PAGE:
Pakhuis de Zwijger’s project New Europe – Cities in Transition was funded with the support of the European Union under the Programme “Europe for Citizens“, measure 2.2: “Network of Towns”.
A total of 5 activities were carried out as part of New Europe – Cities in Transition under the Europe for Citizens programme.
- The Metropolitan Field Trip Lisbon that took place in Lisbon, Portugal on 12-15 March, 2015
- The Metropolitan Field Trip London that took place in London, United Kingdom on 11-14 June, 2015
- The Metropolitan Field Trip Berlin that took place in Berlin, Germany on 8-11 October, 2015
- The City Makers Summit that took place in Amsterdam, The Netherlands on 27-30 May, 2016
- The Metropolitan Field Trip Bucharest that took place in Bucharest, Romania on 6-9 June, 2016
All the activities that were realised with funding of the Europe for Citizens programme are listed and described below. In addition, Pakhuis de Zwijger was able to expand the network and its activities by connecting all 28 capital cities, and organise 6 more Metropolitan Field Trips and two City Maker Pre-summits on 25 June, 2015 and on 4 and 5 February, 2016. Furthermore, Pakhuis de Zwijger organised the New Europe City Makers Summit with participants from 150 European cities instead of just the 5 cities of the partners within the Europe for Citizens collaboration.
New Europe – Cities in Transition
The New Europe – Cities in Transition network and online platform www.citiesintransition.eu has grown into a Europe-wide network, connecting the 28 capital cities of the European Union, through partner organisations / local platforms that hold the title City Embassy and connect City Makers in their cities and internationally. With the help of the Europe for Citizens grant we have managed to develop activities that frequently bring together partner organisations from the cities Berlin, Bucharest, London, Lisbon and Amsterdam. This frequency and recurrence of the activities allowed for the development of a sustainable base for the New Europe – Cities in Transition network.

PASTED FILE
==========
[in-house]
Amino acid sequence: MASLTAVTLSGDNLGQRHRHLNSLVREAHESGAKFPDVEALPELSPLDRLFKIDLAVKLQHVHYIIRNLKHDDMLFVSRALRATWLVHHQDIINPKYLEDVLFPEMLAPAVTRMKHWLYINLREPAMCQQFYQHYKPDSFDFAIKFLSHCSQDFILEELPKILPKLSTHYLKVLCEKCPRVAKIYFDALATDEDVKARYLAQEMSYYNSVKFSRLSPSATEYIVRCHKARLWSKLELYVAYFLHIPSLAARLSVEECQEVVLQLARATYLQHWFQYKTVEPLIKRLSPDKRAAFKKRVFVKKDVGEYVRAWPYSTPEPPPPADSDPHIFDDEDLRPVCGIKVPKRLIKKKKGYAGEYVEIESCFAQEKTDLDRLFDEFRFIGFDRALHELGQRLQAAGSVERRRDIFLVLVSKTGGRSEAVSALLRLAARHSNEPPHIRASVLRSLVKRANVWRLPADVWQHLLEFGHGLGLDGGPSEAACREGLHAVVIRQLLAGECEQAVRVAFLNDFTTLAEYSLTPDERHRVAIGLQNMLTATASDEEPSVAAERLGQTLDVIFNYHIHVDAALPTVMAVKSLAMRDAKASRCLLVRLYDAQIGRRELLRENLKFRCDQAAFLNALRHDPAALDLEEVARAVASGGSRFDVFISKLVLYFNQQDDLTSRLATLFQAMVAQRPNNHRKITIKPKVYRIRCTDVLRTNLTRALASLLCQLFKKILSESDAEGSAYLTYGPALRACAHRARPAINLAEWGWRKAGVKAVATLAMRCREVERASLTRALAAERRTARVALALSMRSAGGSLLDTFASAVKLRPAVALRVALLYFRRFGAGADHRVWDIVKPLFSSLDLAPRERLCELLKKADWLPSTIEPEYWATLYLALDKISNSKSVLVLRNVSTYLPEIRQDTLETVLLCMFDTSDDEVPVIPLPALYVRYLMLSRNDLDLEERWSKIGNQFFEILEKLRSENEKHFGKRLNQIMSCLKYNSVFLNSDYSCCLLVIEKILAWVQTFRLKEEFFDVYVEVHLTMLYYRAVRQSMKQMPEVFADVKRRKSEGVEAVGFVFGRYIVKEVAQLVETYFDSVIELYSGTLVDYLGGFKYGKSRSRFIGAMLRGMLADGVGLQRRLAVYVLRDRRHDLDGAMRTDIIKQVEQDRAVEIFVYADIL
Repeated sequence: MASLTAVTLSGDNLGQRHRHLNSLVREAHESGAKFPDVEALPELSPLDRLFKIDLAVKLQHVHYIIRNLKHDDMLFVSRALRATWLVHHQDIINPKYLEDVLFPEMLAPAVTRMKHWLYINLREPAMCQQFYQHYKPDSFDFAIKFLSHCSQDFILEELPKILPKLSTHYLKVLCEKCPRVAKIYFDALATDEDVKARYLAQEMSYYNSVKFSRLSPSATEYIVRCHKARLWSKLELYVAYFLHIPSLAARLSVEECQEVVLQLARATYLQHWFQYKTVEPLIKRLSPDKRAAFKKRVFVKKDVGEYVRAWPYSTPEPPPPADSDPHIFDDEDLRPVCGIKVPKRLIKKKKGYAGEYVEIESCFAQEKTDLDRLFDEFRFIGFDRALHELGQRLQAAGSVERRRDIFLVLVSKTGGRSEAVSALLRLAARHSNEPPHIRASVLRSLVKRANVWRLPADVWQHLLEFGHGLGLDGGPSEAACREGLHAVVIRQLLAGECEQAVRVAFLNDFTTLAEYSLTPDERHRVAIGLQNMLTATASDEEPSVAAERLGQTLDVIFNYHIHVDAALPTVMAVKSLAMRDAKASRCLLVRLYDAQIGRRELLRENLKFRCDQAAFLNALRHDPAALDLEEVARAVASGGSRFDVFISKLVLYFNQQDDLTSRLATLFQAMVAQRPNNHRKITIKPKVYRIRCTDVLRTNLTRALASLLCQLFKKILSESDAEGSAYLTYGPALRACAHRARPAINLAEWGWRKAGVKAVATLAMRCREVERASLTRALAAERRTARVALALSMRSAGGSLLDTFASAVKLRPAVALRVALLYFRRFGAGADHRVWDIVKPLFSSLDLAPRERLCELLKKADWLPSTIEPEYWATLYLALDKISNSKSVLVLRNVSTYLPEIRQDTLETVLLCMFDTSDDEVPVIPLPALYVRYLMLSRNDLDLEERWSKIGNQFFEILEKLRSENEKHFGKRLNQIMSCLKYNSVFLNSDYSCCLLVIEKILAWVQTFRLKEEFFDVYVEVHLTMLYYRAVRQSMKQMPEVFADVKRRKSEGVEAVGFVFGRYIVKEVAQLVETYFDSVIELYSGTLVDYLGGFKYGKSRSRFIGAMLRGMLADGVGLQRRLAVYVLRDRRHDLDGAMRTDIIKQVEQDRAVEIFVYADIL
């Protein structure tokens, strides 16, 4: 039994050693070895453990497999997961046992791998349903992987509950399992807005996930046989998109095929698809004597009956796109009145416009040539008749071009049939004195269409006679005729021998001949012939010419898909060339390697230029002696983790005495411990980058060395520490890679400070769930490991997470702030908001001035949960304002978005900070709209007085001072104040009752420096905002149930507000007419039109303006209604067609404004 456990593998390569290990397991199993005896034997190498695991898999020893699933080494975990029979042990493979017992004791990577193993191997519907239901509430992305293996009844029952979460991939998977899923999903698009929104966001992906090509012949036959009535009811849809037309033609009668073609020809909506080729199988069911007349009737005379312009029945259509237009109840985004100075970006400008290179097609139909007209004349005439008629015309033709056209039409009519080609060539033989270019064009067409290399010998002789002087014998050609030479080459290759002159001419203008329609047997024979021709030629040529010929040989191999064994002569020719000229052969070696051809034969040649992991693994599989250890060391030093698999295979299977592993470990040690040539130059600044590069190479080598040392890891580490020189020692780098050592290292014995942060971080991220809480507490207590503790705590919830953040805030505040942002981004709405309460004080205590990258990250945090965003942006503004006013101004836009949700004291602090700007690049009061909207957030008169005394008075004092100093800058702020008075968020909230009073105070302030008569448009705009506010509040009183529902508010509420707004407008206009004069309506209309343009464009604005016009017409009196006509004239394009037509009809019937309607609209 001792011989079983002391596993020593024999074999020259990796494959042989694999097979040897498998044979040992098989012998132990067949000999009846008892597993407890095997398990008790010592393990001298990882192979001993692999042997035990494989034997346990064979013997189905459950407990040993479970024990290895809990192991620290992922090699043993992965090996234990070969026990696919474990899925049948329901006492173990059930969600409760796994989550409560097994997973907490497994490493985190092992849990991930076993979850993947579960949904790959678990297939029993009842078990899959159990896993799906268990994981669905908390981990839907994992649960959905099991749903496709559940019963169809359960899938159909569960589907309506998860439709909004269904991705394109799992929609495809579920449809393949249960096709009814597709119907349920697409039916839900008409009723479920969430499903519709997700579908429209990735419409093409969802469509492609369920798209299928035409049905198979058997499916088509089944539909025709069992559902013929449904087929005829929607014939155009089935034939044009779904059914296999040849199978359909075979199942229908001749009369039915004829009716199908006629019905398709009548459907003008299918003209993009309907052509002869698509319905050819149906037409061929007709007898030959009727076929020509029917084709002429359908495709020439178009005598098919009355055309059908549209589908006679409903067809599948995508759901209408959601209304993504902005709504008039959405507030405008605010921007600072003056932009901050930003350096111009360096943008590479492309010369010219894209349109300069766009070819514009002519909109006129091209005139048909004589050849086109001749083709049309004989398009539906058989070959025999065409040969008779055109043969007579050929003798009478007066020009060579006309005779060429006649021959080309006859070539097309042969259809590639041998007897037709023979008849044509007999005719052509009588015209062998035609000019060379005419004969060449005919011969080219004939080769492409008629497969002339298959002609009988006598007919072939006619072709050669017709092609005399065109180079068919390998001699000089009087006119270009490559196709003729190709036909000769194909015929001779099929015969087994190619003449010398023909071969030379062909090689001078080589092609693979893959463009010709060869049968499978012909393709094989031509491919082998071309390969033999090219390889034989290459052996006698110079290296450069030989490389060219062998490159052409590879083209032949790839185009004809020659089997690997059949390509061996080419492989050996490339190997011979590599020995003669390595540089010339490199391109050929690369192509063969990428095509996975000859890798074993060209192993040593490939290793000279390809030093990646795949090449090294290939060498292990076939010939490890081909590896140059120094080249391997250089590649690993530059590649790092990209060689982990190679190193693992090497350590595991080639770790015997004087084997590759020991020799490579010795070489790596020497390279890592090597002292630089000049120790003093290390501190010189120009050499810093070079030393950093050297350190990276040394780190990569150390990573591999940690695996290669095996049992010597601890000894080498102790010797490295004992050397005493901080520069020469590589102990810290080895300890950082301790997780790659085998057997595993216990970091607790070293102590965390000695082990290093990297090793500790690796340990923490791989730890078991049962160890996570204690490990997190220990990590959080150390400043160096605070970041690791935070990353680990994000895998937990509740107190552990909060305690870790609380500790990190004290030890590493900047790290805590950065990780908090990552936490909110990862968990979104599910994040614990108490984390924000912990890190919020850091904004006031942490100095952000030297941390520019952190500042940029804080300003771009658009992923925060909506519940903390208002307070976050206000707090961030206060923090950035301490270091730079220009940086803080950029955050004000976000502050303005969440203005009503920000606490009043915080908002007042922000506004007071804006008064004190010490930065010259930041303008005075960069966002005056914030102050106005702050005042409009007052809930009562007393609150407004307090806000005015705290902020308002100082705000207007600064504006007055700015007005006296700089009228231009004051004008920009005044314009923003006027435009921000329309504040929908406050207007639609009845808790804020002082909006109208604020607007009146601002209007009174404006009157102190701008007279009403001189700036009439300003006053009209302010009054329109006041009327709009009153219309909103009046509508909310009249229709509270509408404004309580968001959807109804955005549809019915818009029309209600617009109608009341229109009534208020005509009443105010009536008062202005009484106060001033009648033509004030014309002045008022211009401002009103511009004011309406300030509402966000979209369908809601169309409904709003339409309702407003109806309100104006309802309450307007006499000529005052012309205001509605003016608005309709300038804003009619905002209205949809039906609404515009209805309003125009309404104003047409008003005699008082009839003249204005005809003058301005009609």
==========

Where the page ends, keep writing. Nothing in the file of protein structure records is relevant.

We have not only achieved our initial plans, but have grown beyond our own expectations. Without the help of the Europe for Citizens grant we would not have been able to plant the seeds for a sustainable and ever expanding European network, with which we are working on the continuation of the platform and many future activities.
Metropolitan Field Trip Lisbon, 12-15 March, 2015
Metropolitan Field Trip Lisbon ©Charlot Schans
- 2 participants from the city of Bucharest, Romania
- 2 participants from the city of London, United Kingdom
- 2 participants from the city of Berlin, Germany
- 3 participants from the city of Amsterdam, The Netherlands
- 1 participant from the city of The Hague, The Netherlands
- 1 participant from the city of Utrecht, The Netherlands
- 1 participant from the city of Rotterdam, The Netherlands
an extra 42 invited participants joined the conference together with more than 150 local partners, organisers, City Makers and other involved persons from the city of Lisbon, Portugal
Community building as a form of resilience
The economic crisis has brought, especially in recent years, serious difficulties for the Portuguese society. Basic needs such as food, housing, health or education are being jeopardised, and people do not have any other choice than to rely on each other, and organise themselves. This has given rise to communitarian initiatives, whose main objectives are to address the existing social gaps. Whereas the city may face high unemployment rates, disproportionate costs for livelihood and the consequential increasing wariness towards local politics, a vital community of active citizens is trying to make a change.
Local partner Academia Cidadã (The Citizenship Academy) believes that where politics are sometimes difficult to change, much can be done to empower citizens to take matters into their own hands. Their main goal is to boost active citizenship and promote growth and development with principles of social, economic and environmental sustainability.